When her plans for life crashed, Frida Kahlo tapped into her creative side. She expressed her frustrations, anger, and pain through her self-portraits, portraits, and other paintings. Her work explores questions of identity, gender, class, race, and post colonialism in Mexico. Raw and brave and expressive, she used a folk art style that others have identified as surrealist or magical realist.
German-born photographer Guillermo Kahlo (Carl Wilhelm Kahlo,1871-1941) traveled to Mexico in 1891 and stayed. After his first wife died giving birth to their third child, he married Matilde Calderón González (1876–1932). Matilde was of Spanish and Indigenous descent. Despite it being an “unhappy” marriage, they had four daughters, Matilde (1898), Adriana (1902), Frida (1907), and Cristina (1908).
Magdalena Carmen Frida Kahlo y Calderón (Frida Kahlo), their third daughter, was born in Coyoacán, Mexico City, Mexico on July 6, 1907.
The Mexican Revolution began in 1910. When gunfire erupted near their home, Kahlo’s mother would rush them inside. Sometimes men would leap over the walls into their backyard and sometimes her mother would fix a meal for the revolutionaries.
At six, Frida contracted polio. Bedridden for nine months, the disease caused her right leg and foot to grow much thinner than her left one. Her father encouraged her to do lots of sports as part of her recovery. She recovered but had a limp and wore long skirts afterward to cover her legs.
Because of her illness, she started school with her younger sister. According to some sources, she had trouble in school. She was homeschooled for a couple of years.
She was close to her father. He appreciated her sharp eye for detail and had her assist him in his photography business. He also arranged for art classes. But art was a side interest for Kahlo. She wanted to be a doctor.
In 1922, the Preparatoria, one of Mexico’s premier schools, accepted fifteen-year-old Kahlo as one of thirty-five girls (out of 2,000 students). She did well academically.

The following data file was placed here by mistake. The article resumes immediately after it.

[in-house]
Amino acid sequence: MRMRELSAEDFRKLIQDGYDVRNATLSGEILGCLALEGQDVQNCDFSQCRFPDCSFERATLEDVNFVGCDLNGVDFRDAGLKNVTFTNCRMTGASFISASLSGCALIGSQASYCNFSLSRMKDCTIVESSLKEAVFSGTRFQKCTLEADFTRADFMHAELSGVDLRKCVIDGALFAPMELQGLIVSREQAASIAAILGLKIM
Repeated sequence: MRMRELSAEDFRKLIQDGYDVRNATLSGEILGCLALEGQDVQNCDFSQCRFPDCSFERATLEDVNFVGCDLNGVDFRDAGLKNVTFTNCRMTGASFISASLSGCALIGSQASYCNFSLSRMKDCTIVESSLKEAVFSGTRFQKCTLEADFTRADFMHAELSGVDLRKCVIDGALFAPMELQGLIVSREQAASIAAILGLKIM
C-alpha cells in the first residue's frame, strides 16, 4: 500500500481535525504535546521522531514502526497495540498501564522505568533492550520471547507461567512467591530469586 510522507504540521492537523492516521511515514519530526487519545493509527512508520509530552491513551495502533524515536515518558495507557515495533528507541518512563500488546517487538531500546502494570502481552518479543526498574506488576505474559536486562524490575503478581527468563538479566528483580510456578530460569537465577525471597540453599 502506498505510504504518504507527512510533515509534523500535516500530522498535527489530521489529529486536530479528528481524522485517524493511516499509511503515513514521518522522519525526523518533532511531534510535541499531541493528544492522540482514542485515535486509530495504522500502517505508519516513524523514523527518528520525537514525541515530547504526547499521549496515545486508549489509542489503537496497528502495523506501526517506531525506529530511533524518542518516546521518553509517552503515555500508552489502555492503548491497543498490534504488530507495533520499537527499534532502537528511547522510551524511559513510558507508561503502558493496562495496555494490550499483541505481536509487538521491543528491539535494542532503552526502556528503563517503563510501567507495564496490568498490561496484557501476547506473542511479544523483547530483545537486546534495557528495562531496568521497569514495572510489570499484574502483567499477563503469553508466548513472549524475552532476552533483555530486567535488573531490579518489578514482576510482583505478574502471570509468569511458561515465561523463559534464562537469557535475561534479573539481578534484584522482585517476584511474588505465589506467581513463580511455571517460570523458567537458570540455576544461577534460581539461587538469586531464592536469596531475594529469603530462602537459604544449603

Kahlo first met the famous Mexican muralist Diego Rivera at the school when he worked on a mural called “The Creation” on the school campus. She watched him often and told a girlfriend she would marry him one day.
While at school, she joined a group of students with similar political and intellectual views. She fell in love with the leader, Alejandro Gomez Arias.
On a September afternoon in 1925, she boarded a wooden bus with Gomez Arias bound for her hometown.
The bus turned a corner and collided with an electric streetcar. Many people died in the accident. Her boyfriend survived, but a steel or iron handrail impaled Kahlo and punctured her abdomen and uterus. Her collar bone broke and her right leg was fractured in multiple places.
They rushed her to the hospital, but hospital care in 1925 Mexico wasn’t like it is today.
Kahlo stayed in the hospital for several weeks, but it took months to discover her back was broken. She suffered through multiple styles of full body casts and her dream of being a doctor was over.
Ultimately, Kahlo had thirty different operations trying to correct her injuries. Chronic pain and complications plagued her for the rest of her life.
Art as Therapy
During her endless days in bed recovering, Kahlo created small drawings on her body casts. Through her drawings, she developed her artistic style and confronted her pain.
Her father gave her a specially made easel she could use in bed. Using a hand mirror, she began doing self-portraits, a subject she returned to many times during her career.
In 1928, Kahlo formally met Diego Rivera. Already a famous muralist, Rivera reviewed her work and visited Kahlo during her bedridden days, encouraging her to keep working on her art. Rivera was unlike anyone she’d ever met. Her time with him was always interesting and exciting. Over her mother’s objections, twenty-two-year-old Kahlo married forty-three-year-old Rivera in 1929. It was a civil ceremony in the town hall. Their marriage received nearly constant attention from Mexican and international press.
They moved to San Francisco, California, in 1939 for his work.
During this time, Kahlo was only known as the wife of the famous artist Diego Rivera. She had several pregnancies that ended in abortion or miscarriage. Her frail body couldn’t tolerate pregnancy.